DURHAM – Bioventus, a global orthobiologics company headquartered in Durham, has invested $2.5 million in an Israeli company that has developed an implant for treating osteoarthritic knees.

The investment in CartiHeal, a privately held medical device company based in Kfar Saba, Israel, is part of a $21 million financing round led by aMoon, an Israeli life sciences venture capital firm. Johnson & Johnson Innovation, Peregrine Ventures and Elron also invested.

The funding will support CartiHeal’s ongoing clinical study of Agili-C, a proprietary device for treating joint surface lesions in traumatized and osteoarthritic knee joints.

“Agili-C shows great promise to relieve osteoarthritis pain for a large patient population, and we look forward following the pivotal trial to a successful culmination,” Bioventus CEO Tony Bihl said in a news release.

The Bioventus investment “is a vote of confidence by an important orthobiologic strategic player,” said CartiHeal CEO Nir Altschuler. “Bioventus joins our team of strategic investors who perceived the potential of the Agili-C implant. We are confident that Bioventus will bring substantial added value to CartiHeal.”

Agili-C is a cell-free, off-the-shelf implant that CartiHeal describes as “a porous, biocompatible, and resorbable bi-phasic scaffold, consisting of interconnected natural inorganic calcium carbonate (aragonite).”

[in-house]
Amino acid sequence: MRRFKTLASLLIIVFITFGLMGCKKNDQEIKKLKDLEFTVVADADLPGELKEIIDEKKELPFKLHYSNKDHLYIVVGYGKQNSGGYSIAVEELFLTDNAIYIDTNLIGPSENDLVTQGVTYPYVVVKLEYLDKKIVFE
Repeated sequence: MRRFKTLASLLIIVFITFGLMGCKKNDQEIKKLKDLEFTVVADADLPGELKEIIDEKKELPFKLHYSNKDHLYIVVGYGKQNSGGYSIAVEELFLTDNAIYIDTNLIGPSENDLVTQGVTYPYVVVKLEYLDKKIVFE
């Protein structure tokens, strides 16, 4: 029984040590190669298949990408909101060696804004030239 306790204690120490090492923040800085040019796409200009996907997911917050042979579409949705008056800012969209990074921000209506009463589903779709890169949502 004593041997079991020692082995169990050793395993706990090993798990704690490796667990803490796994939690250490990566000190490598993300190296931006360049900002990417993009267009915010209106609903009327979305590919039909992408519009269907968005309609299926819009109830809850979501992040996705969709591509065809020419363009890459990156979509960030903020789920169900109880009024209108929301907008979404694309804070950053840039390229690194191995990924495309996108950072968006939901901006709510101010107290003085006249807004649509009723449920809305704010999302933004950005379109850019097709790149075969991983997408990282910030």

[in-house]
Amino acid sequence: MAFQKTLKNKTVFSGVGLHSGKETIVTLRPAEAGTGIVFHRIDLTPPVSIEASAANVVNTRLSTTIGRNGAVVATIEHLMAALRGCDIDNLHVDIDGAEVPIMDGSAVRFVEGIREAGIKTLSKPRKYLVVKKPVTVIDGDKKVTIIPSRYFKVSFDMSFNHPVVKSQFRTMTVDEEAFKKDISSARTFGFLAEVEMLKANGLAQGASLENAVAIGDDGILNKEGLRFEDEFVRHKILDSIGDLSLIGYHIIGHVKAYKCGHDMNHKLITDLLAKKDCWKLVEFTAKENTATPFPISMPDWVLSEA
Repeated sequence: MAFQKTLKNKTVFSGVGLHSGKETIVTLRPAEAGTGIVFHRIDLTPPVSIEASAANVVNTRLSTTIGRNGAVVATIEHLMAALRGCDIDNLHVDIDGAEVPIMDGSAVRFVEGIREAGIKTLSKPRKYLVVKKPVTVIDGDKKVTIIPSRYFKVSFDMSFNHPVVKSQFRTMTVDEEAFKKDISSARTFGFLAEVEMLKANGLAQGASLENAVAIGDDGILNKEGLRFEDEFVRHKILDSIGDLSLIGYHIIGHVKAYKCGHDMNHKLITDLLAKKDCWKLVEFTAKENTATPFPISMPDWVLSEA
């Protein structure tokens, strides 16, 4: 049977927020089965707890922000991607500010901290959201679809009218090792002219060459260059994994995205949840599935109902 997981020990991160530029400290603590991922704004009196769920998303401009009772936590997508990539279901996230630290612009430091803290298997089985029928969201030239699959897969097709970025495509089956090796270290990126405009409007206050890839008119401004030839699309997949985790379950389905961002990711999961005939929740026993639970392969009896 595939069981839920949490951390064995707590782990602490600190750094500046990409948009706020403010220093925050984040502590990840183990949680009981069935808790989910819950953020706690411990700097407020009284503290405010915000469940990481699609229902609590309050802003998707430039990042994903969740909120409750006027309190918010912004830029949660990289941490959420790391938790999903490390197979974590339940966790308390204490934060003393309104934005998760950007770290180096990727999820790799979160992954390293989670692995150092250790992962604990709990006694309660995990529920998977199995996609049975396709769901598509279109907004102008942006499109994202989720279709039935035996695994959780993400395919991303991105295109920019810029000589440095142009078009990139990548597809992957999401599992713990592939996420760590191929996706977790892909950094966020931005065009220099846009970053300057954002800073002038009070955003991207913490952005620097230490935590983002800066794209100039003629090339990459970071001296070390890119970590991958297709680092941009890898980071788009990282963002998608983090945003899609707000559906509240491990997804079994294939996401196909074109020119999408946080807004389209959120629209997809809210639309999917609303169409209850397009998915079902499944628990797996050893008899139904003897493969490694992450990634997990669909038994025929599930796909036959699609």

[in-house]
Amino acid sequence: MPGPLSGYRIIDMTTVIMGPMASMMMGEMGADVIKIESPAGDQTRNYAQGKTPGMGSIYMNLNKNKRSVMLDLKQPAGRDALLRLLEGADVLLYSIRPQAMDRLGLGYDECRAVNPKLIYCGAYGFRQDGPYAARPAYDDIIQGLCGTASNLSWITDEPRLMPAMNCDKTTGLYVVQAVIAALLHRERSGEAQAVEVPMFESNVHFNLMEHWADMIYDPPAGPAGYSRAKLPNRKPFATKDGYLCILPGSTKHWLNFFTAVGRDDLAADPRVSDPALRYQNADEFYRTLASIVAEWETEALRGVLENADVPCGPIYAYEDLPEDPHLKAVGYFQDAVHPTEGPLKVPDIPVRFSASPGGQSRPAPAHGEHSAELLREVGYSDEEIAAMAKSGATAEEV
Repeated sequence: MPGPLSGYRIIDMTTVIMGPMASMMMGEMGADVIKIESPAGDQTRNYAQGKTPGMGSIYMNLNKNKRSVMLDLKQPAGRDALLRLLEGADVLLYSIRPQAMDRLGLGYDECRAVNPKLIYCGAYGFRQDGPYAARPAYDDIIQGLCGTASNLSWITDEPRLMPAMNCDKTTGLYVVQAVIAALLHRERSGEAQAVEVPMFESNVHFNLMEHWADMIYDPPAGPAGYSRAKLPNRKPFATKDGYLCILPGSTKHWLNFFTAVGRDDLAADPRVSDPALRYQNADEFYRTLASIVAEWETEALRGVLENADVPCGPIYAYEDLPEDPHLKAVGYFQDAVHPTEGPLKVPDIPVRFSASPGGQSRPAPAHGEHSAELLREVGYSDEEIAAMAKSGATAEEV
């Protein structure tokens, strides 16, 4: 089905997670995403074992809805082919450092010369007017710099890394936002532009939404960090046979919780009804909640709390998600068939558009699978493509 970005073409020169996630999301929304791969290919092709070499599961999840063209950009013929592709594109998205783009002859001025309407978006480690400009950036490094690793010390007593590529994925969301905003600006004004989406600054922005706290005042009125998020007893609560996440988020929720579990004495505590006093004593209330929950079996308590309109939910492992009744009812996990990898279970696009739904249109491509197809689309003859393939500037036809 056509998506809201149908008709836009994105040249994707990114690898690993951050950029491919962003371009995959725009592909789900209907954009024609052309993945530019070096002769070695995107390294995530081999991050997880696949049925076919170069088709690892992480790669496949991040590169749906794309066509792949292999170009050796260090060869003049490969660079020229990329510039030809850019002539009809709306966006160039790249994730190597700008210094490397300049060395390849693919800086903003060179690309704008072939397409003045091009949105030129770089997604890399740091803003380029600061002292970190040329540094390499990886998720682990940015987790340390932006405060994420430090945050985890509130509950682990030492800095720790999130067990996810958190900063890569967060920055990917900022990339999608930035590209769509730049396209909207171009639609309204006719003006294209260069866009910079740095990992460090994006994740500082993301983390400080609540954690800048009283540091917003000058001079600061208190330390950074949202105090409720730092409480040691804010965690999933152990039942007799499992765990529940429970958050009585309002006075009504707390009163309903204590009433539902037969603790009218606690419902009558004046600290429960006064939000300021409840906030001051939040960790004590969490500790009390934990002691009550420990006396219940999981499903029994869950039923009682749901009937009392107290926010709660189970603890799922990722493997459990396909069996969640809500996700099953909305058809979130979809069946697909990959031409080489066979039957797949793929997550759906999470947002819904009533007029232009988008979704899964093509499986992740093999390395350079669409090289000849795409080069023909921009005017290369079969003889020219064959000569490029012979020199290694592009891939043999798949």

The company said its Investigational Device Exemption trial began three months ago and has enrolled about 30 patients so far, with a goal of enrolling at least 250.  Study sites are in the United States, Europe and Israel.

The study is a prospective, multi-center, open-label, randomized, and controlled trial. CartiHeal said its objective is “to demonstrate the superiority of the Agili-C implant over the surgical standard of care – microfracture and debridement –for the treatment of cartilage or osteochondral defects, in both osteoarthritic knees and knees without degenerative changes.”

CartiHeal is aiming for a premarket approval (PMA) submission to the Food and Drug Administration. PMA would designate Agili-C as safe and effective, and allow the sale and use of the device.

Bioventus develops and markets orthobiologic products for bone healing, bone graft and knee osteoarthritis. The company has about 660 employees worldwide and generates about $250 million dollars in yearly revenue, according to its website.

Bioventus was formed in 2012 when Smith & Nephew, a global medical technology business, spun out its biologics division in Durham in partnership with Essex Woodlands, a healthcare growth equity firm, and other investors. The privately held company planned to raise $150 million with an initial public offering of stock in 2016 but withdrew the plan.